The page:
Category Archive: Sustainable Fisheries

Aug 23

Breakwalls do more than protect harbors from waves

In the Milwaukee Harbor, a 500 foot section of breakwall has been re-designed to support fish. It’s made of huge boulders that fish can hide between. Then it’s covered by a layer of smaller rocks that create habitat for prey. John Janssen of the University of Wisconsin, Milwaukee studies life on this breakwall. He’s found …

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Permanent link to this article: http://www.currentcast.org/green-infrastructure/breakwalls-do-more-than-protect-harbors-from-waves/

Aug 19

Mapping What Lies Beneath

The city of Milwaukee is working to transform its industrial harbor into a bustling waterfront district that attracts anglers, boaters, and wildlife lovers. “But not a lot of people know exactly what’s going on underneath the water,” says Brennan Dow. While a graduate student at the University of Wisconsin-Milwaukee, Dow was part of a project working …

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Permanent link to this article: http://www.currentcast.org/development/mapping-what-lies-beneath/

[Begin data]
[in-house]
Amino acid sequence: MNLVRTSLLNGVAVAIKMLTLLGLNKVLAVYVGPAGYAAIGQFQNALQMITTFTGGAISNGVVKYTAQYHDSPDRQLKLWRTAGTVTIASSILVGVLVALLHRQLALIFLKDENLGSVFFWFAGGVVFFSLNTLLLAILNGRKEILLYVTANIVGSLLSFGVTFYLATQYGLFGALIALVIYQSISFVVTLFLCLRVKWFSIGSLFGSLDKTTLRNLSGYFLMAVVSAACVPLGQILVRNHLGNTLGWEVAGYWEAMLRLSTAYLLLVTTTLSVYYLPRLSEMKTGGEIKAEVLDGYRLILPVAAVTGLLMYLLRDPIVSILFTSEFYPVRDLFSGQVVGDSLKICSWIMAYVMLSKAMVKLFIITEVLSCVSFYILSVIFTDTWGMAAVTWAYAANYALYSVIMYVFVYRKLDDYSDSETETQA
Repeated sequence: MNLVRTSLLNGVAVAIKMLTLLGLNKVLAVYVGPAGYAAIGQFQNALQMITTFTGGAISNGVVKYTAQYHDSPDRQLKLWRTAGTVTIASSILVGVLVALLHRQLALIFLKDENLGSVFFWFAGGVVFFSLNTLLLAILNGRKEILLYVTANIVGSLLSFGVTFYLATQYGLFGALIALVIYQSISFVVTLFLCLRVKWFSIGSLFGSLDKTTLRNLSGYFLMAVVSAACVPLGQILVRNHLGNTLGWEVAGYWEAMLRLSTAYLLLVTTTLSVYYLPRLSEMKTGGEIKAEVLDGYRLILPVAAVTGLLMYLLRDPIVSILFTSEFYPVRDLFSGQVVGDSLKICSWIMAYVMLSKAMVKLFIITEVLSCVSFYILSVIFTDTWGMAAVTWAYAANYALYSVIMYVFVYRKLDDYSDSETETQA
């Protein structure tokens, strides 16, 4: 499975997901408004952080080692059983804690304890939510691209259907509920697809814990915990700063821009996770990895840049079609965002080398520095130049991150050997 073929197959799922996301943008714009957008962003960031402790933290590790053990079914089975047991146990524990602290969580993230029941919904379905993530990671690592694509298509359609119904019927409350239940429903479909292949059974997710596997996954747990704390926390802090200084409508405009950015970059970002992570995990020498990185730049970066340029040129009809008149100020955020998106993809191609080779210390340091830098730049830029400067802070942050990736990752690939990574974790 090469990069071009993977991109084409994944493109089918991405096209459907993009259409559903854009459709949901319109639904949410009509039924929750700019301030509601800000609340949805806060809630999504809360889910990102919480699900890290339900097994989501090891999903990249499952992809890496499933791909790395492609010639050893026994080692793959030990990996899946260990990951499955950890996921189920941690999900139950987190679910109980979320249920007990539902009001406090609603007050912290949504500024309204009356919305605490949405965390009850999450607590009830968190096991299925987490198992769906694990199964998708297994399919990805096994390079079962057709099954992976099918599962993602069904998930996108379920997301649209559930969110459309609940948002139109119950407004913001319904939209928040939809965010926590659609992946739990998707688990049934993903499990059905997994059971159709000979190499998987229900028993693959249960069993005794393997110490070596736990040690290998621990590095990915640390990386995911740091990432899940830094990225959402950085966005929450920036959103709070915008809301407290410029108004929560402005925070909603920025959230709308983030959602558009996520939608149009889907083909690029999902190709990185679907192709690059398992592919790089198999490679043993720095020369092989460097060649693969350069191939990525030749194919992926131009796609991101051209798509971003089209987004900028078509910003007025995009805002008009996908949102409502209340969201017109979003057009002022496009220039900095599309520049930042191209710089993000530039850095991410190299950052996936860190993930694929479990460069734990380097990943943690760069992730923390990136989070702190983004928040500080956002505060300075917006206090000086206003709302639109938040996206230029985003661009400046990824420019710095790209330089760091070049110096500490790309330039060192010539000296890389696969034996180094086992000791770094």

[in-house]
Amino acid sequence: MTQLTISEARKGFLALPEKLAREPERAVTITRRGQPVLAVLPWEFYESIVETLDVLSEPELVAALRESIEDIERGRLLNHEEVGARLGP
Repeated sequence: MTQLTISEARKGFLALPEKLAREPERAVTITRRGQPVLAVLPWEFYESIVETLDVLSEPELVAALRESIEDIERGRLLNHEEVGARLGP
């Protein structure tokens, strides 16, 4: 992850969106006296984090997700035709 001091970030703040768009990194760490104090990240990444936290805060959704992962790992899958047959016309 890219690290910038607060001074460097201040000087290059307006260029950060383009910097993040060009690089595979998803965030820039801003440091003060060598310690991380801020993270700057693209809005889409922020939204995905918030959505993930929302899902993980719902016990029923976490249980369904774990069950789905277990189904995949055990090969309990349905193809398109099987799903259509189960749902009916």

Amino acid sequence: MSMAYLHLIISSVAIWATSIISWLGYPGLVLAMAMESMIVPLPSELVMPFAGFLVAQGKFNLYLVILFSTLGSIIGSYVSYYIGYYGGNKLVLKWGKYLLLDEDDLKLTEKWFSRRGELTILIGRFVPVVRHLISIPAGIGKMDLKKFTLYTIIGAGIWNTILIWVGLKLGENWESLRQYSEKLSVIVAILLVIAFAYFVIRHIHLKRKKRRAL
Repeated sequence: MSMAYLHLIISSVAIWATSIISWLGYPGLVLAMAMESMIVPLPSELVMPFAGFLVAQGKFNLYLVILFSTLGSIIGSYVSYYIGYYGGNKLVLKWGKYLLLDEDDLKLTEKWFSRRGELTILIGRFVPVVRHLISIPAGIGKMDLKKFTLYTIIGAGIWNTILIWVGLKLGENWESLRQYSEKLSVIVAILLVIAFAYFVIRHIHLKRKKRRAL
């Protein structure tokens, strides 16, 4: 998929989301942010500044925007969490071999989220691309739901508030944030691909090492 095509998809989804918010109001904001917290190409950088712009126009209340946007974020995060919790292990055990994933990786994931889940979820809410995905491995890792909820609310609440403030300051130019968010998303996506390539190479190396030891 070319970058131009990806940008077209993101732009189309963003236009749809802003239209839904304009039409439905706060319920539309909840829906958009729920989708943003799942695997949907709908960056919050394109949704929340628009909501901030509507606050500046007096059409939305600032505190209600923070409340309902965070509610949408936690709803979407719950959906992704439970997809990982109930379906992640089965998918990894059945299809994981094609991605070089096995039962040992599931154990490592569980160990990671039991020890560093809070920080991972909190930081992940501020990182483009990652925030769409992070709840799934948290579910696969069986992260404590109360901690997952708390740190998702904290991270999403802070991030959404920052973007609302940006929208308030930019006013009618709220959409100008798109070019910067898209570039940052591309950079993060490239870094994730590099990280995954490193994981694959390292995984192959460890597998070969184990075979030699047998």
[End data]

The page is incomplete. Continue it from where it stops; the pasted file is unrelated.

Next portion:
Aug 16

Some big fish to fry in midwestern rivers

Bighead and silver carp can grow up to four feet long and gobble up food that native fish rely on. These invasive fish are in the Mississippi, Missouri, and Illinois rivers. And if they get into the Great Lakes, they could do enormous damage. John Dettmers, of the Great Lakes Fishery Commission, says one strategy …

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Permanent link to this article: http://www.currentcast.org/sustainable-fisheries/5040/

Jul 29

Lake trout stocking

A fishy tale: In the 1800s, lake trout were abundant in Lake Superior. Then, in the early to mid 1900s… Hansen: “… populations began to decline rapidly.” That’s biologist Michael Hansen. He says overfishing and predatory invaders known as sea lampreys were to blame. By the time an effective way to control lampreys was discovered, …

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Permanent link to this article: http://www.currentcast.org/water-and-energy/lake-trout-stocking/

Jul 18

Bioacoustics in the Great Lakes

A “sound” strategy for learning about fish: Aaron Rice, of Cornell’s Bioacoustics Research Program, tracks fish populations and behavior. He does it using sound. Rice: “The advantage of using sound as a survey method is that with digital recording technology that’s available now you can take a hydrophone, connect it to a essentially waterproof computer …

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Permanent link to this article: http://www.currentcast.org/water-and-energy/bioacoustics-in-the-great-lakes/

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